Fewer teens are getting plastic surgery today than they were a year, five years and even 10 years ago, according to a new report.

In 2010, there were 125,397 plastic surgery procedures performed on people 18 and younger, making up 1.3 percent of the total plastic surgery procedures performed in the United States. That’s down from 2 percent of the total in 2009, 1.5 percent of the total five years ago and 3.5 percent of the total 10 years ago.

Teen plastic surgery rates don’t mirror that of adults, though. Plastic surgery for adults increased by nearly 9 percent in 2010 compared with 2009 rates, according to a report released earlier this month by the American Society for Aesthetic Plastic Surgery. The bump in the number of adult plastic surgeries in 2010 was attributed to an easing recession, that report said.

Among the findings of the new report:

  • The most common surgical procedure among teens in 2010 was cosmetic ear surgery, according to the report. Ear surgery is often recommended for children as they near total ear development at age 5 or 6. Correction of the ears before the child enters school helps eliminate potential psychological trauma from the teasing of classmates, the report said.
  • Nose reshaping, or rhinoplasty, was the most requested plastic surgical procedure by teens in 2010. It can be performed when the nose has completed 90 percent of its growth, which can occur as early as age 13 or 14 in girls and 15 or 16 in boys, according to the report.
  • Breast reduction and correction of breast asymmetry were other common procedures in the last year. Breast reduction, which is done only when the breasts have reached full development, is performed on girls with overly large breasts that may cause back and shoulder pain and restrict physical activity, the report said. Correction of breast asymmetry is done when one breast’s size or shape differs from the other, the report said.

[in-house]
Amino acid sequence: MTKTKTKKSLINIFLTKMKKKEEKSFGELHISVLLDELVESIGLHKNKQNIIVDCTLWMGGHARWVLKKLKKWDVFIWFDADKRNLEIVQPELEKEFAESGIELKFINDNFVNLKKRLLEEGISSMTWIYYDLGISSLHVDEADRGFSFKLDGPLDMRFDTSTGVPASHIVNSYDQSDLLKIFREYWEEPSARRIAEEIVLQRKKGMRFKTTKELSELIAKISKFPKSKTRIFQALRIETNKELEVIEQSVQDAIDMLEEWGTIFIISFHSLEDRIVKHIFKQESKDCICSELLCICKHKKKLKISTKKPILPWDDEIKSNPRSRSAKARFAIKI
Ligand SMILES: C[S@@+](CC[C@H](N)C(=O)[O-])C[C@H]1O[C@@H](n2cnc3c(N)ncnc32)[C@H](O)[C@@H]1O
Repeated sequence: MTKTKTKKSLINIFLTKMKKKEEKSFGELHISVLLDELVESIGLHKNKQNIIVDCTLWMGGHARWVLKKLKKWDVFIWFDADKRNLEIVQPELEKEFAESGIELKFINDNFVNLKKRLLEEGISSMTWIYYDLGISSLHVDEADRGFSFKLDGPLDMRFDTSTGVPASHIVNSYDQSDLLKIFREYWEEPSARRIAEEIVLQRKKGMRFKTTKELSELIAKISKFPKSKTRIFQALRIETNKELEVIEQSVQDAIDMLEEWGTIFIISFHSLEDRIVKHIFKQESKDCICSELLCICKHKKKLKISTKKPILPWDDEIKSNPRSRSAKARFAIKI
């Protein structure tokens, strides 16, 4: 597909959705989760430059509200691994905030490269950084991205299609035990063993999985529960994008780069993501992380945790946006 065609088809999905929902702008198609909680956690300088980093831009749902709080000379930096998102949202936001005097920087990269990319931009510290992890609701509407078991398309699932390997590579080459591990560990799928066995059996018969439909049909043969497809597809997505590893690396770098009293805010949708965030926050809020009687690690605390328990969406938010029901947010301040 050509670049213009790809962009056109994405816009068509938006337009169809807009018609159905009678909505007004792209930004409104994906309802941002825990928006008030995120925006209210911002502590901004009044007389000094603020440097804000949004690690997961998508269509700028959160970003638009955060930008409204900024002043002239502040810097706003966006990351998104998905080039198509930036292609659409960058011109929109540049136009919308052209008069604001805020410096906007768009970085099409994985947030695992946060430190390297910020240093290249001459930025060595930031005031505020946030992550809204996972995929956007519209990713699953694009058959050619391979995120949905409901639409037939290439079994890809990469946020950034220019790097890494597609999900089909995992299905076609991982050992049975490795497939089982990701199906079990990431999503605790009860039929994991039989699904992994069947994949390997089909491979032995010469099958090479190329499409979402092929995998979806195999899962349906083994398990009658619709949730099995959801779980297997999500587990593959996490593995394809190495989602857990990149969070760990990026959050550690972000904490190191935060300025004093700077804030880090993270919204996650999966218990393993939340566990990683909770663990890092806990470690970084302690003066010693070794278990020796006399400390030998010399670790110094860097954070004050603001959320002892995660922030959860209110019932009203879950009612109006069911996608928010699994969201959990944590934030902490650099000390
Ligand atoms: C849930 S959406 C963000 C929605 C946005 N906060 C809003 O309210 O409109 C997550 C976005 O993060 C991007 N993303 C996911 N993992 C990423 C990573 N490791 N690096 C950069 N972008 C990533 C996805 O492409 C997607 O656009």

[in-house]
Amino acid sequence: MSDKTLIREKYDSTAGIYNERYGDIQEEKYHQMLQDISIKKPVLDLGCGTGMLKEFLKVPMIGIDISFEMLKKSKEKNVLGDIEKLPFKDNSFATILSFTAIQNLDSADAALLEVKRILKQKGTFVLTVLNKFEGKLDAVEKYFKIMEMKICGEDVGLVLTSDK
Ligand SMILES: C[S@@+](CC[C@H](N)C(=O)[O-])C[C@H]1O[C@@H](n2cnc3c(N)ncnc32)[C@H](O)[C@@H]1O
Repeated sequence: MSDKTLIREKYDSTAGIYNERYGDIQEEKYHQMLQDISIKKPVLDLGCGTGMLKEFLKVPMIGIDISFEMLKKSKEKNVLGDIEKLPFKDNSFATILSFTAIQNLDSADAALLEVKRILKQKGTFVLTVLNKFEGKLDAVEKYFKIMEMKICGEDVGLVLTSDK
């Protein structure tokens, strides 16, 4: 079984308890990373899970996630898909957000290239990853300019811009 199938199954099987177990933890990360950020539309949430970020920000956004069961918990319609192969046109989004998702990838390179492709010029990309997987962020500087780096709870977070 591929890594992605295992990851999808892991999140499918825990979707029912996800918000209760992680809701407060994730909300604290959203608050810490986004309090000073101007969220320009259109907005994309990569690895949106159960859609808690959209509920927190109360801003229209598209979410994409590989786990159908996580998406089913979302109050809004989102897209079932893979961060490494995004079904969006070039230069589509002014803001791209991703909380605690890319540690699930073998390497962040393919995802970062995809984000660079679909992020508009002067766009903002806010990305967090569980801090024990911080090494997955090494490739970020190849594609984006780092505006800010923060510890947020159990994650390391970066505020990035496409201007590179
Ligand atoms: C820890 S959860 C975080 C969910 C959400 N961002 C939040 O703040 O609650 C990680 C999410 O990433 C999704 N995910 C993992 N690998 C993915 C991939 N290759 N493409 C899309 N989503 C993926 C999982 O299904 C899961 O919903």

• Boys also underwent breast surgery in 2010 — for some teenage boys, excessive breast development (gynecomastia) can become a significant psychosocial problem, so excess tissue can be removed to achieve a more masculine body contour, the report said.
  • The number of lipoplasty procedures performed on those 18 and younger has decreased over the last 10 years, from 2,504 in 1997 to 1,798 in 2010. Lipoplasty involves using sound waves to liquefy fat below the skin that is then suctioned out.

The report was released this week by the American Society for Aesthetic Plastic Surgery.

Pass it on: Fewer teens went under the knife for plastic surgery in 2010 than they did in 2009.

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